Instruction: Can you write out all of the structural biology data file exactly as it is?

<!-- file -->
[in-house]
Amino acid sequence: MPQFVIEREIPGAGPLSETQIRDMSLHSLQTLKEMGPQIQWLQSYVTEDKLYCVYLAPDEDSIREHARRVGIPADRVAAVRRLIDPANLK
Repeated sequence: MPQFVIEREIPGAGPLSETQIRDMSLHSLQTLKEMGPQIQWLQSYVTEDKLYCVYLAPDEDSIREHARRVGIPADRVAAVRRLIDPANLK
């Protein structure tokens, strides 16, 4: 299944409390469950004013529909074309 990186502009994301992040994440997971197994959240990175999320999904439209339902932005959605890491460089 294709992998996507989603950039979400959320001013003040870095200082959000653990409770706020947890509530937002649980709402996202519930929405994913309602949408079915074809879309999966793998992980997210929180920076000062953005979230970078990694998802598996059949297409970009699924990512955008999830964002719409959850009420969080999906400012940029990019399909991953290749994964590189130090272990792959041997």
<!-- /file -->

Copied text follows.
[in-house]
Amino acid sequence: MPQFVIEREIPGAGPLSETQIRDMSLHSLQTLKEMGPQIQWLQSYVTEDKLYCVYLAPDEDSIREHARRVGIPADRVAAVRRLIDPANLK
Repeated sequence: MPQFVIEREIPGAGPLSETQIRDMSLHSLQTLKEMGPQIQWLQSYVTEDKLYCVYLAPDEDSIREHARRVGIPADRVAAVRRLIDPANLK
């Protein structure tokens, strides 16, 4: 299944409390469950004013529909074309 990186502009994301992040994440997971197994959240990175999320999904439209339902932005959605890491460089 294709992998996507989603950039979400959320001013003040870095200082959000653990409770706020947890509530937002649980709402996202519930929405994913309602949408079915074809879309999966793998992980997210929180920076000062953005979230970078990694998802598996059949297409970009699924990512955008999830964002719409959850009420969080999906400012940029990019399909991953290749994964590189130090272990792959041997």